Marijuana facilities regulations proposed
— The Queen Anne’s County Commissioners introduced legislation on Tuesday, Jan. 31, that regulates the placement of medical marijuana growing, processing and dispensary facilities in the county.
In the form of amendments to the zoning ordinance, the proposal now heads to the Planning Commission for review and will come back to the five county
commissioners for a vote.
Since the proposal is “emergency legislation,” it would have to pass the commissioners by at least four votes to take effect immediately. If only three commissioners approve it, it takes effect in 45 days. Less than three yes votes means it fails.
If the zoning ordinance is amended as proposed, Hippocratic Growth couldn’t locate a dispensar y at 101 Drummer Drive in Grasonville as the company has proposed because it wouldn’t meet the proposed regulations.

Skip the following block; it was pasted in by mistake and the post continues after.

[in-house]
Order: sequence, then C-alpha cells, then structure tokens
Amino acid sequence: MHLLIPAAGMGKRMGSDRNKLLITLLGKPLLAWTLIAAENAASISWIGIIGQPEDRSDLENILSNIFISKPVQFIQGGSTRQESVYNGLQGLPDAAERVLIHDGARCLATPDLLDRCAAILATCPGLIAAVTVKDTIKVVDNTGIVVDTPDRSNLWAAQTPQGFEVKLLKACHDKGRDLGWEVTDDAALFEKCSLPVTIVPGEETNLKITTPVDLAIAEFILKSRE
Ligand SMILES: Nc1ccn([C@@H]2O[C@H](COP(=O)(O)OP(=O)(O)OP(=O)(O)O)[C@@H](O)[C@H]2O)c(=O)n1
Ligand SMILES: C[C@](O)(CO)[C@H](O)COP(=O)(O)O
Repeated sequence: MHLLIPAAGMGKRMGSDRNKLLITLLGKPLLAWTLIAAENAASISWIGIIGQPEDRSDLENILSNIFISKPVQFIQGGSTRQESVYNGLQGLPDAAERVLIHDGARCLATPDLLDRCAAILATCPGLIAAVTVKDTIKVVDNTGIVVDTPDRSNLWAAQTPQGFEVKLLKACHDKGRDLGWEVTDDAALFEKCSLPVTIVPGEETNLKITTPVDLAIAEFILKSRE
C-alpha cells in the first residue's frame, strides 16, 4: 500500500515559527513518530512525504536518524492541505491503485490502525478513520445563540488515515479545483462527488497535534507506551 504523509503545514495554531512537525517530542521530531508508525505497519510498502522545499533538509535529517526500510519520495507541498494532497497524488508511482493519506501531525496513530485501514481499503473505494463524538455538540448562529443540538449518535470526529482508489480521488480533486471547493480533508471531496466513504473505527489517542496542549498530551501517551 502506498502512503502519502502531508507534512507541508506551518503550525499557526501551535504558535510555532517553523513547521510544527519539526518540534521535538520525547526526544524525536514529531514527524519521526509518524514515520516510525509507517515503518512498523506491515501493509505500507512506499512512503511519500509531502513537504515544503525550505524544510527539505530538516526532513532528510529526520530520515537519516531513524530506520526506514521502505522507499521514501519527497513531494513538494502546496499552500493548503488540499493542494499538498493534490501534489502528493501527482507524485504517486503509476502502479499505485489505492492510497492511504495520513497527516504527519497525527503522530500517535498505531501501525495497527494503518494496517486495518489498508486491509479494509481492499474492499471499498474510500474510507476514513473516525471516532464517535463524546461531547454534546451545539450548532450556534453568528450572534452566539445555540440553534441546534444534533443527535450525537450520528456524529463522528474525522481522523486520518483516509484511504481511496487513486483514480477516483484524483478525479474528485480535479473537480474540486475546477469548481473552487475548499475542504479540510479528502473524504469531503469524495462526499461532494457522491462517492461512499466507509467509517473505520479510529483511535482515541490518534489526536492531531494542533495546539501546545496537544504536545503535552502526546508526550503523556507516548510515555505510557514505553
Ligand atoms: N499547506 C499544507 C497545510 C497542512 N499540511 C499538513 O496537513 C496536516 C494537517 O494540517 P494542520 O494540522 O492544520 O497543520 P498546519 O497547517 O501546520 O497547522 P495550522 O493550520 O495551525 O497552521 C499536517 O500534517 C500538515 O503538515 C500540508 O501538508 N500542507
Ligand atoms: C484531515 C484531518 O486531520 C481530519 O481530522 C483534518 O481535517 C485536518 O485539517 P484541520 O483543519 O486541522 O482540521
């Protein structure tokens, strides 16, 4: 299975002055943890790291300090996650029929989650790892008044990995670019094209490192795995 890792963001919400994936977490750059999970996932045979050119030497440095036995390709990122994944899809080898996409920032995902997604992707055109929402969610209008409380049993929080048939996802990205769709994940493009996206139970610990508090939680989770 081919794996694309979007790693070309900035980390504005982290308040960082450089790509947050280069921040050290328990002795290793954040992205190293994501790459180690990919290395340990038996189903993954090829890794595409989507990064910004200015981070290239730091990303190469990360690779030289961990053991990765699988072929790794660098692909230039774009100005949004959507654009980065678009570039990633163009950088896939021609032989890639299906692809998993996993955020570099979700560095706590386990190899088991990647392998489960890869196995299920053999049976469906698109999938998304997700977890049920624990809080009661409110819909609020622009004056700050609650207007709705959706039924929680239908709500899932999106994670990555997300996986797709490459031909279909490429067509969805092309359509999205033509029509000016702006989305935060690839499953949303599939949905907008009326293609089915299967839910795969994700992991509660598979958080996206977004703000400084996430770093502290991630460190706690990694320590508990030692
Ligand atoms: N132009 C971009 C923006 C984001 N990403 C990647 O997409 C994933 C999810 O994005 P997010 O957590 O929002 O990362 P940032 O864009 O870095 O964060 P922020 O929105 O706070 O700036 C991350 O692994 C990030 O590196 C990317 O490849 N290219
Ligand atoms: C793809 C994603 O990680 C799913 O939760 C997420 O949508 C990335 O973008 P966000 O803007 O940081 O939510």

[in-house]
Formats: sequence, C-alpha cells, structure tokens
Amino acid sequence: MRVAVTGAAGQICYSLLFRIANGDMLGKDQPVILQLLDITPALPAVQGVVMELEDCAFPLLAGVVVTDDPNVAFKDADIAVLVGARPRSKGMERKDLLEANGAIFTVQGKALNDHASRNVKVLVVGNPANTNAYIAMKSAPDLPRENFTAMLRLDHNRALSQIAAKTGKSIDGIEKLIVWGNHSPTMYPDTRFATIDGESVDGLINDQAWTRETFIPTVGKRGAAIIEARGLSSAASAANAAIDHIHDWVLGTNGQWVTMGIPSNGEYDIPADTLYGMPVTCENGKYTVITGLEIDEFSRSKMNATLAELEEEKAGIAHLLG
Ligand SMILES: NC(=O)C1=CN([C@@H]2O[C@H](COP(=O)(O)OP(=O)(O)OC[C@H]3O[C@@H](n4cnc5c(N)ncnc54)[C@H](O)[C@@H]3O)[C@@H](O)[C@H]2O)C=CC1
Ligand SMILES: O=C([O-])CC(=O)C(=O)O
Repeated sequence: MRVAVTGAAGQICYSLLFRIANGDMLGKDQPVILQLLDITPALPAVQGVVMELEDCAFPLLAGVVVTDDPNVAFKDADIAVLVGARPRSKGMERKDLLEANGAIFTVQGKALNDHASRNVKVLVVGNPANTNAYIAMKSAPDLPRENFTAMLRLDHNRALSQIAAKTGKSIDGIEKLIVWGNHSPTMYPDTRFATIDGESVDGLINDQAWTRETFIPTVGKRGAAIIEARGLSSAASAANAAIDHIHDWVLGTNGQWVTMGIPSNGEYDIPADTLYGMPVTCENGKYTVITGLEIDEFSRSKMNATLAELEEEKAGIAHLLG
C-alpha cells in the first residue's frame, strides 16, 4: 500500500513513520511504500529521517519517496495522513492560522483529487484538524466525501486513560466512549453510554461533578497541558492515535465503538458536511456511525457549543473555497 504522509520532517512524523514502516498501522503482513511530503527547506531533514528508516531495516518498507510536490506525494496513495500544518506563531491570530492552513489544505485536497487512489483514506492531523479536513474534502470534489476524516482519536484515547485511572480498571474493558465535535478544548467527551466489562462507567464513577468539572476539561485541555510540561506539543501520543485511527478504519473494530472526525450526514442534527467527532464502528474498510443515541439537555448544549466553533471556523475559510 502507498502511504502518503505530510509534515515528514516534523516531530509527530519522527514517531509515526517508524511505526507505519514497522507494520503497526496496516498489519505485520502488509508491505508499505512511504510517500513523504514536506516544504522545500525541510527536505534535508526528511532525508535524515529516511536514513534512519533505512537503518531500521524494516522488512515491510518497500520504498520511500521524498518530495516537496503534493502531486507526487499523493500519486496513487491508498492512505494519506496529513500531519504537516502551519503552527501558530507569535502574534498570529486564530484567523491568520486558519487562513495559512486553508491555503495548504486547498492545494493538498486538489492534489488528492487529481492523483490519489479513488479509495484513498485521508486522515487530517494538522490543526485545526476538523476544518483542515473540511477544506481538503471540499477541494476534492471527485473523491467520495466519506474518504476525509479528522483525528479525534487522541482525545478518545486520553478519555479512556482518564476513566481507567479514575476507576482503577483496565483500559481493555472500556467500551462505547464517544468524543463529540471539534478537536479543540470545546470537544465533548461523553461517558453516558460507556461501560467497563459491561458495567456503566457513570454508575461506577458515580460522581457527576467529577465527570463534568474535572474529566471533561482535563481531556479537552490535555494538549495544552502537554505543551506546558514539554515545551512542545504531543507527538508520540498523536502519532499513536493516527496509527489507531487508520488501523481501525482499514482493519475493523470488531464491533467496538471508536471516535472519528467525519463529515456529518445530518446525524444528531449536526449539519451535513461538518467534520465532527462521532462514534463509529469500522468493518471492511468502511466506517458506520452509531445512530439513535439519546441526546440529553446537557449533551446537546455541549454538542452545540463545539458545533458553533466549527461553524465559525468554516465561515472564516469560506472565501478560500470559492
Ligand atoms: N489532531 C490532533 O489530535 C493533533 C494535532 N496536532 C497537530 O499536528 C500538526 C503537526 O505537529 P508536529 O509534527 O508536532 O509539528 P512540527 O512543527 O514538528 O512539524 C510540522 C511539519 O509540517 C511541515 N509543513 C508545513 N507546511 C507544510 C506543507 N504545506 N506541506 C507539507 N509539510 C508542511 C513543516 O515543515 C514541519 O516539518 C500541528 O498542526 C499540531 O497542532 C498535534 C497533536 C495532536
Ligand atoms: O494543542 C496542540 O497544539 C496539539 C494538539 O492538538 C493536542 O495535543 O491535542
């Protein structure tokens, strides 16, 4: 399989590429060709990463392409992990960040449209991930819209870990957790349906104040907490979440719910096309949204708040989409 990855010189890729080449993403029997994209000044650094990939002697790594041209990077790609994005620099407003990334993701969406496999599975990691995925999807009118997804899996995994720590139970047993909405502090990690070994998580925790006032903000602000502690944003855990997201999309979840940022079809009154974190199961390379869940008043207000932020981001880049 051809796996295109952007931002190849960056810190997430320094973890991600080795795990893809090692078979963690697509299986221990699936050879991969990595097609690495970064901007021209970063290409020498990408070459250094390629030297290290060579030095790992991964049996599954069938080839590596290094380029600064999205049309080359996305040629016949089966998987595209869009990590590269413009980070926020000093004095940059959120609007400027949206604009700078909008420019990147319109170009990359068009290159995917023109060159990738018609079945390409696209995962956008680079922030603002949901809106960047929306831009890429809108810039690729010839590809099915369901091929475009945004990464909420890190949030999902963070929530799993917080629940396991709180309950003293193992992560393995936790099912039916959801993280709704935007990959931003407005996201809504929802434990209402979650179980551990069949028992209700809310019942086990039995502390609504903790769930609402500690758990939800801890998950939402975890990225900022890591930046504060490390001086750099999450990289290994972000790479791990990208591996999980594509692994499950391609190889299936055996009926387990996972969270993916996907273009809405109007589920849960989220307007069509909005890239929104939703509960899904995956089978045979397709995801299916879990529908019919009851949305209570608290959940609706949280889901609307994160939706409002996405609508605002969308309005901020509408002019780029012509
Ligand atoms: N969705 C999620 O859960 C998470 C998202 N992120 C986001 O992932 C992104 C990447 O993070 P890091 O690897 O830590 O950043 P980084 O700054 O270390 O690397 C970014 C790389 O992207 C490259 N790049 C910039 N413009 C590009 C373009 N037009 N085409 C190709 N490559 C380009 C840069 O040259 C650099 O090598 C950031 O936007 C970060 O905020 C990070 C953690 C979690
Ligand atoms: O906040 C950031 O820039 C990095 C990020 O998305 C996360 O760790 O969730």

Stephen Z. Meehan, an attorney and a principal of Hippocratic Growth, made a presentation before the commissioners defending his company’s right to establish the dispensar y.
In reaction to the commissioners’s decision, he said, “It’s a shame the commissioners waited so long to take any action, and now with their moratorium, it’s highly unlikely a medical cannabis dispensary will be open without the courts’ action.”
During his presentation, Meehan argued that the state legalized medical marijuana and it pre-empts the county from regulating it. The proposed zoning amendments are illegal and would be reversed in court, he said.
The Mar yland Medical Cannabis Commission has pre-approved Hippocratic Growth to locate a dispensary in state Senatorial District 36, which includes Queen Anne’s County. The company has a year to open the facility, ending on Dec. 9 of this year.
As proposed in the zoning amendments, a dispensary would be allowed as a conditional use in the Urban Commercial zoning district and the Grasonville Gateway and Medical Center zoning district.
A processing facility would be allowed as a conditional use in the Light Industrial Highway Ser vice, Suburban Commercial, and Suburban Industrial zoning districts. Growing marijuana for medical purposes would be a conditional use in the Agriculture zoning district.